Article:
When the tax code expires after 2017, all taxpayers earning over $300,000 would be taxed at a rate of 6.85 percent. The Assembly's progressive tax plan maintains the current rate structure for those earning below $1 million, and reestablishes the higher surcharge on millionaires and multi-millionaires. It includes the following brackets:
|$1 million - $5 million||8.82%|
|$5 million - $10 million||9.32%|
|$10 million - $100 million||9.82%|
|Over $100 million||10.32%|
This proposal fiscally complements New York's Fiscal Year 2016-17 budget, which included a gradual reduction in personal income taxes for middle class earners. When fully phased in, the tax cuts will benefit an estimated six million New Yorkers.
Under the new tax structure proposed by the Assembly, the State would generate $5.6 billion more in additional revenue than under the current tax law, and would affect an estimated 66,134 taxpayers. The new rates would take effect after the tax year ends in 2017.
Community Workshops on Keeping 14th Street Moving During the "L" Train Shutdown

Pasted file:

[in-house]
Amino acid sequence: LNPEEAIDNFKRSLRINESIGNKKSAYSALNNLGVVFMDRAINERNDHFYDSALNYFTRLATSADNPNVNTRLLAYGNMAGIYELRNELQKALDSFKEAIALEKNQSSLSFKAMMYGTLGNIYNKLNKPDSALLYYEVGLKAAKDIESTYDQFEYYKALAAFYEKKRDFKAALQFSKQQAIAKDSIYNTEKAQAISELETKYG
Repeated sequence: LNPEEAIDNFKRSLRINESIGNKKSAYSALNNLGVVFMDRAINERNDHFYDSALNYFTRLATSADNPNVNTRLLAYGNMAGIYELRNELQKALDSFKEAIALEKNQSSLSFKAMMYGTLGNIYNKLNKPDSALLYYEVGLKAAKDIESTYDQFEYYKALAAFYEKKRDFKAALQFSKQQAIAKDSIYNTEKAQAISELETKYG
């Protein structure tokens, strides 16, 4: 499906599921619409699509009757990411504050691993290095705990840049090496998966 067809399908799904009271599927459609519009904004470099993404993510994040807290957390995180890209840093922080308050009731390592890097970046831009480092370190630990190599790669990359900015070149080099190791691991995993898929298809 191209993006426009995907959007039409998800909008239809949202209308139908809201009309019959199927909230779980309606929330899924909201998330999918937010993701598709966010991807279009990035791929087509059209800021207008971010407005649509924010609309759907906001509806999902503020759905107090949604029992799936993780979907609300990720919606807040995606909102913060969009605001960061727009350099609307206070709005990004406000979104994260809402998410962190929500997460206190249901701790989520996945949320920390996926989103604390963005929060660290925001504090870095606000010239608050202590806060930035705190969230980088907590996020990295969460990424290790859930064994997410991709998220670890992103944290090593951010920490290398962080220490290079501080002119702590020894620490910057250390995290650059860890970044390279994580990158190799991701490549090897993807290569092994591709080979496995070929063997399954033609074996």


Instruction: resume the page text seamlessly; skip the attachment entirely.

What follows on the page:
Starting in 2019, the Metropolitan Transportation Authority (MTA) will be rebuilding the L sub-way line tunnel, which was badly damaged by Superstorm Sandy in 2012. The project will take at least 18 months, during which subway service will be suspended on the L line.
With the L line providing a crucial means of transportation along the 14th Street corridor in Manhattan, communities and riders are bracing for traffic tie-ups and limited crosstown mass transit options.
Along with other elected officials, the MTA and the NYC Dept. of Transportation (DOT), I am co-hosting a community workshop in Manhattan on ways to keep 14th Street moving during the shut-down and to discuss ways to protect residents, riders, and local businesses on Thursday, February 23 from 7:00 to 9:00 p.m. at Our Lady of Guadalupe Church, 328 W. 14th Street (between 8th and 9th Avenues).